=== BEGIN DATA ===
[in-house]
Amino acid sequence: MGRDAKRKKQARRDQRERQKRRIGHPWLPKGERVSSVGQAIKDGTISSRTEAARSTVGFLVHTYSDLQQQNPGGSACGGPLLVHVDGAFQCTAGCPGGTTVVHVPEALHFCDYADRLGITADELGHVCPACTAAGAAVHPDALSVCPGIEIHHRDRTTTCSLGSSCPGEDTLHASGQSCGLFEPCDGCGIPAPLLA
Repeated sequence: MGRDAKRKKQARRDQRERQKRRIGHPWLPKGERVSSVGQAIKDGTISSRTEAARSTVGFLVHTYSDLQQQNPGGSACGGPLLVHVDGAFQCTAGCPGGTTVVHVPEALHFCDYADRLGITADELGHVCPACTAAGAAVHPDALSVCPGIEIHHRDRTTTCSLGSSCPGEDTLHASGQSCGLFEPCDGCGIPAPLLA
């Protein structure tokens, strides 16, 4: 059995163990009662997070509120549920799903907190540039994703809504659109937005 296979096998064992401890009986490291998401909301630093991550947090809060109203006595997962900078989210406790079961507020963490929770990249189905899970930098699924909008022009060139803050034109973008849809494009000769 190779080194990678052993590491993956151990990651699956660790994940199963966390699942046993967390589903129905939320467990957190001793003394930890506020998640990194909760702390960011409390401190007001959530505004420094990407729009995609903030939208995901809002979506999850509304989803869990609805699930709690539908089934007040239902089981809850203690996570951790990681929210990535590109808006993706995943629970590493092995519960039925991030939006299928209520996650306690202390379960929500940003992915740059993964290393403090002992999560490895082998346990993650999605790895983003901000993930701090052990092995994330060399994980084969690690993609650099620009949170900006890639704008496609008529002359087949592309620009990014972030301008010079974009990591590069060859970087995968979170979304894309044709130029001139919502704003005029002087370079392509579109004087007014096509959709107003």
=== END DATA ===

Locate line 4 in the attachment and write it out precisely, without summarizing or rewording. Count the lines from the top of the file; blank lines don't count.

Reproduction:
């Protein structure tokens, strides 16, 4: 059995163990009662997070509120549920799903907190540039994703809504659109937005 296979096998064992401890009986490291998401909301630093991550947090809060109203006595997962900078989210406790079961507020963490929770990249189905899970930098699924909008022009060139803050034109973008849809494009000769 190779080194990678052993590491993956151990990651699956660790994940199963966390699942046993967390589903129905939320467990957190001793003394930890506020998640990194909760702390960011409390401190007001959530505004420094990407729009995609903030939208995901809002979506999850509304989803869990609805699930709690539908089934007040239902089981809850203690996570951790990681929210990535590109808006993706995943629970590493092995519960039925991030939006299928209520996650306690202390379960929500940003992915740059993964290393403090002992999560490895082998346990993650999605790895983003901000993930701090052990092995994330060399994980084969690690993609650099620009949170900006890639704008496609008529002359087949592309620009990014972030301008010079974009990591590069060859970087995968979170979304894309044709130029001139919502704003005029002087370079392509579109004087007014096509959709107003």